My Father’s Retrospective

After the war (WW2), various people suggested to me on numerous occasions that I should write a record of my experience of the atomic bomb, but no matter how hard I persuaded myself, I could not commit myself to doing so. The next thing I knew, fifty years had gone by. There were no particular reasons why I could not do it, but thinking back, these might have been the causes why I wanted to shut the memories deep within myself:

1. I simply did not want to be reminded of the devastating disaster, something surely beyond description. Unknowingly, I must have been trying to erase the memory of the atomic bomb from my mind.

2. Dropping one atomic bomb is said to have killed three to four hundred thousand civilians in an instant. Even if the reason was simply because it was war, nobody has been required to take full responsibility for this tragedy; it has simply been justified. Today, the country that dropped the bomb leads humanitarian diplomacy and acts as though they have done nothing wrong in the past. I could not come to terms with this and accept this winner’s tyranny, though there was nothing that I could do and I suffered feelings of helplessness and vexation. The only thing I was able to do was to completely erase the memory of the atomic bomb.

3. The other reason comes from the sudden death of my younger sister, Yachiyo. On the eighth of August, two days after the atomic bomb was dropped, the whole Fukuyama City (*20) was destroyed by fire. While I lay suffering with high fever, my sweet five-year-old sister Yachiyo sat close to my mother beside my bedside, looking anxiously into my face. Two days later, on the dawn of the tenth of August, my sister fell sick with high fever and died, unable to get any help from a doctor in this totally destroyed city. I could not help but think that she had passed away in my place.

On June 1994, our siblings gathered to conduct Yachiyo’s memorial service (50 Kaiki, a memorial service carried out 49 years after death) at Daimyo-Ouin (Daimyo Royal Temple) (*21) in Koya-san (Mt. Koya, pronounced Kohya-san) (*22). It took me fifty years after the war, half a century, to finally sort out my feelings but finally I have come to a stage where I can write down what I have experienced.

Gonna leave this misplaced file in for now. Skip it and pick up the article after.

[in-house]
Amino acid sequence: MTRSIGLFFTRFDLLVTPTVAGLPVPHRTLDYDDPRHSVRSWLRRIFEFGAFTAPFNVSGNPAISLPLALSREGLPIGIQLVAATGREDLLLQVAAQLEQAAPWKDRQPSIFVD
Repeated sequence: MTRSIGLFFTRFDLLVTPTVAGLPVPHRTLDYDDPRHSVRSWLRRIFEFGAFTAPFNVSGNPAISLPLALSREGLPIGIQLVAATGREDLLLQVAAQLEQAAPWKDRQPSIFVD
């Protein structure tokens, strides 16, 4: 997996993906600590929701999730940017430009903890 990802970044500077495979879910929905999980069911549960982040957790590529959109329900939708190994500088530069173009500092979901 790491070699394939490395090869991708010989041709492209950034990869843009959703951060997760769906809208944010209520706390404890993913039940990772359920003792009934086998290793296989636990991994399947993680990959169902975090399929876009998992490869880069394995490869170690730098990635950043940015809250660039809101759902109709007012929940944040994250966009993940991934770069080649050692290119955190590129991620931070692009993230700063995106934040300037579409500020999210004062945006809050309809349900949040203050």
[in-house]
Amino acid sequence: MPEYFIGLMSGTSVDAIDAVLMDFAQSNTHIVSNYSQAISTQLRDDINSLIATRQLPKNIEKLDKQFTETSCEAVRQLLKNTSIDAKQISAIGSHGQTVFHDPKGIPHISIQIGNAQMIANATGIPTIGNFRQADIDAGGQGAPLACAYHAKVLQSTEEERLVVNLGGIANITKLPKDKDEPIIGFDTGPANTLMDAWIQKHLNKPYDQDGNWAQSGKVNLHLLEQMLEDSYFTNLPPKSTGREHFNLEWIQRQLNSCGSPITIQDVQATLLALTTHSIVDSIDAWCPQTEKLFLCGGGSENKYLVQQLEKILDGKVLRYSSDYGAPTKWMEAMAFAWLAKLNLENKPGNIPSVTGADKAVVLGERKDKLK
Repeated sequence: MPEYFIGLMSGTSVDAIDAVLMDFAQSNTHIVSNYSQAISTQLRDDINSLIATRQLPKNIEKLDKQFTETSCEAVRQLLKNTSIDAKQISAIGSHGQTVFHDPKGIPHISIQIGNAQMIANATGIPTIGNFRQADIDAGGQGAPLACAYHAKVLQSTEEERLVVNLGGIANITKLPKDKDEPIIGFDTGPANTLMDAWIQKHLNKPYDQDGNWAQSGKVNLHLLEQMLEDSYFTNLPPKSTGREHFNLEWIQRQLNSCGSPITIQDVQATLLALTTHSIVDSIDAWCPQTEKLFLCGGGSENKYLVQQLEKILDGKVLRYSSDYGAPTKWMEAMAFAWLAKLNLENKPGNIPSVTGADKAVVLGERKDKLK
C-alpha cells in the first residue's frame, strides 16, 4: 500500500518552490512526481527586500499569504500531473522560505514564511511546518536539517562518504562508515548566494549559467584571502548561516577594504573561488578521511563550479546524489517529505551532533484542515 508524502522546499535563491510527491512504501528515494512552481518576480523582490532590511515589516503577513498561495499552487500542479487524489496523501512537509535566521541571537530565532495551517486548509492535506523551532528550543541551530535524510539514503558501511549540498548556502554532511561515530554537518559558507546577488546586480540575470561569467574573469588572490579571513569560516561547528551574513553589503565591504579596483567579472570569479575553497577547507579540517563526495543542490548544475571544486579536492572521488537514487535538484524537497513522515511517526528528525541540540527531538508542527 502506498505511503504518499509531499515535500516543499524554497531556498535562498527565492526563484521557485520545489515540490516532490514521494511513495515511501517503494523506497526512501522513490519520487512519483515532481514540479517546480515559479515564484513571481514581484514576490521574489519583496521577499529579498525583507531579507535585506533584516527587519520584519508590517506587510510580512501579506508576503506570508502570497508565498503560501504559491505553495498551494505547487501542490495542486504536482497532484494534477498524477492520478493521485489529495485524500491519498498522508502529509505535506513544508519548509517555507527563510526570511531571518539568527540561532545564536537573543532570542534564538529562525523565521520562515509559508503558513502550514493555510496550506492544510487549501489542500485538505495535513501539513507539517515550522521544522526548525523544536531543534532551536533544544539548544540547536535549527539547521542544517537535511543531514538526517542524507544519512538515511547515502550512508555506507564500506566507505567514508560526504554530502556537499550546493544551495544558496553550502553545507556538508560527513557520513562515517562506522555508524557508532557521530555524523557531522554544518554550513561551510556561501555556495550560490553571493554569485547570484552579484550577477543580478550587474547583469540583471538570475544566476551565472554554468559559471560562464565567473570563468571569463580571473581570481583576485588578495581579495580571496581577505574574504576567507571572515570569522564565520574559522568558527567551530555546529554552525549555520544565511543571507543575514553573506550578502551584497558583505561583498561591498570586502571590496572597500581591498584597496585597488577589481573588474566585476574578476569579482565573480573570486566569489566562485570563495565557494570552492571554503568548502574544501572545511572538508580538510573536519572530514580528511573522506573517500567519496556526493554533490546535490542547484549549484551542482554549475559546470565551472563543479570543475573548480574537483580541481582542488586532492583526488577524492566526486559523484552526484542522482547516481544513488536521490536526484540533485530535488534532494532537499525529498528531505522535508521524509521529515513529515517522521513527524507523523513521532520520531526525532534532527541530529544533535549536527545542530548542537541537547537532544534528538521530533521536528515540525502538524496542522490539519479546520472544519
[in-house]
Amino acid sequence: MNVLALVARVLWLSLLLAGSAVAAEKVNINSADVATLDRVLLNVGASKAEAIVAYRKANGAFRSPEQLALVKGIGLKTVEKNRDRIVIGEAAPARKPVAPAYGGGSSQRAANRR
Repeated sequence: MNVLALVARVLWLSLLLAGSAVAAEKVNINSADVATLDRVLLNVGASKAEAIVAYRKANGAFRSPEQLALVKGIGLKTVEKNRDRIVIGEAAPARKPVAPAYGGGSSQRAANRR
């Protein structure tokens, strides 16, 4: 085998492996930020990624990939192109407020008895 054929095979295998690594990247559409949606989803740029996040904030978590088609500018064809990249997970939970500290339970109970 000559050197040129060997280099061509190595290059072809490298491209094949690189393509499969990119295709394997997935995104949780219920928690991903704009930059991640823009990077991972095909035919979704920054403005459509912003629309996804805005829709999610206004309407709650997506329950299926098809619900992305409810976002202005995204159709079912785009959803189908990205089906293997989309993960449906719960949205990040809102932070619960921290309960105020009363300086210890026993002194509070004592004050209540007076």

There are many countries that hold atomic bombs in this world today, but there should never be another atomic bomb dropped nor should anyone repeat the same sort of erroneous decision that President Truman made in the past. I write this preface while praying for every single atomic bomb to immediately be eradicated from this world.

I have mentioned to some people that I had been hit by the atomic bomb, though it is only when I have been drinking. I usually finish my story by saying that I was cured by cucumbers and have never really spoken of my real nightmare.

If you read through my record, you will see that cucumber is an excellent treatment for burns. If you do get any burns at home, cut a few thin slices of cucumber about two millimeters thick. Apply directly onto the burn and cover it with bandage. It will cure without leaving any blister or scar. I truly believe that cucumber is an ultimate medicine for burns.

6 August 1994

Toyoyasu Kobatake

(*) Numbered locations can be found on the map.

Dad at 14 years of age

My father at the age of 14.

Mum and Dad's wedding

My parents’ wedding day